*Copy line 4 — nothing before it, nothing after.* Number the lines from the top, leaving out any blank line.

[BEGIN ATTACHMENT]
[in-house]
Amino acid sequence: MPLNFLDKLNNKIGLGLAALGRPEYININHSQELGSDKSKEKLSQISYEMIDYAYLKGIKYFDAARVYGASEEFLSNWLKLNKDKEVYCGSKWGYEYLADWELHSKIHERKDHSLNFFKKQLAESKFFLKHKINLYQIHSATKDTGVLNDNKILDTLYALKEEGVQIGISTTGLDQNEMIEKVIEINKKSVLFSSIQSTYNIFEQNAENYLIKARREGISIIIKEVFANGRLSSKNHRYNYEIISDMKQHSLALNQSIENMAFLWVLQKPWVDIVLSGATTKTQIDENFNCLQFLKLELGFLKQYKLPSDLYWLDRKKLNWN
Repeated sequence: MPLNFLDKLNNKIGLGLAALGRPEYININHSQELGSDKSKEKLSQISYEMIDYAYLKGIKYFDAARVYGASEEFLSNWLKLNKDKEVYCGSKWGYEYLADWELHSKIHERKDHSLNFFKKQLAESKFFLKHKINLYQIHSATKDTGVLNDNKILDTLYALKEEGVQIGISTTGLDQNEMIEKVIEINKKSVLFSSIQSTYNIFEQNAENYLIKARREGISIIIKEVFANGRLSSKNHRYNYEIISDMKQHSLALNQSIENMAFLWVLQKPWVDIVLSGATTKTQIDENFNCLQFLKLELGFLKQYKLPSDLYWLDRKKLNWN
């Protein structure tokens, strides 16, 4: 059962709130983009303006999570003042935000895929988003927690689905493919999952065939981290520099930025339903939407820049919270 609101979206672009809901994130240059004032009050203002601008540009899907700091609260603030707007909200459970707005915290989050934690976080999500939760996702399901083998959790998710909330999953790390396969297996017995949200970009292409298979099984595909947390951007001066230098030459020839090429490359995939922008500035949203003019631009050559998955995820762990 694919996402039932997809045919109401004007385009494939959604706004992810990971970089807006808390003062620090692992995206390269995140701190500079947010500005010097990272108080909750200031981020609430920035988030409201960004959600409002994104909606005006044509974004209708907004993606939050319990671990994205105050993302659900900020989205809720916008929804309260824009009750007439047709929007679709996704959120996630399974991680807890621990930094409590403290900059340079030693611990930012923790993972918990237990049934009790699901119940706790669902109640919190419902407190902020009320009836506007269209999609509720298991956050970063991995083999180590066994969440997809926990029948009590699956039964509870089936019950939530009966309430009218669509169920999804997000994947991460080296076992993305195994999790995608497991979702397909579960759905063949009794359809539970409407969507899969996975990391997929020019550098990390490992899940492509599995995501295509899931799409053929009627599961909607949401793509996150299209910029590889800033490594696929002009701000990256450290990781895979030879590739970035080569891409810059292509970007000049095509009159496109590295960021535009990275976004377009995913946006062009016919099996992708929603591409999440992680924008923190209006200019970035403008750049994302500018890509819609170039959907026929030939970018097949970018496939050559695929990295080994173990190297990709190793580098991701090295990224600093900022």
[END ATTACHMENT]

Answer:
């Protein structure tokens, strides 16, 4: 059962709130983009303006999570003042935000895929988003927690689905493919999952065939981290520099930025339903939407820049919270 609101979206672009809901994130240059004032009050203002601008540009899907700091609260603030707007909200459970707005915290989050934690976080999500939760996702399901083998959790998710909330999953790390396969297996017995949200970009292409298979099984595909947390951007001066230098030459020839090429490359995939922008500035949203003019631009050559998955995820762990 694919996402039932997809045919109401004007385009494939959604706004992810990971970089807006808390003062620090692992995206390269995140701190500079947010500005010097990272108080909750200031981020609430920035988030409201960004959600409002994104909606005006044509974004209708907004993606939050319990671990994205105050993302659900900020989205809720916008929804309260824009009750007439047709929007679709996704959120996630399974991680807890621990930094409590403290900059340079030693611990930012923790993972918990237990049934009790699901119940706790669902109640919190419902407190902020009320009836506007269209999609509720298991956050970063991995083999180590066994969440997809926990029948009590699956039964509870089936019950939530009966309430009218669509169920999804997000994947991460080296076992993305195994999790995608497991979702397909579960759905063949009794359809539970409407969507899969996975990391997929020019550098990390490992899940492509599995995501295509899931799409053929009627599961909607949401793509996150299209910029590889800033490594696929002009701000990256450290990781895979030879590739970035080569891409810059292509970007000049095509009159496109590295960021535009990275976004377009995913946006062009016919099996992708929603591409999440992680924008923190209006200019970035403008750049994302500018890509819609170039959907026929030939970018097949970018496939050559695929990295080994173990190297990709190793580098991701090295990224600093900022």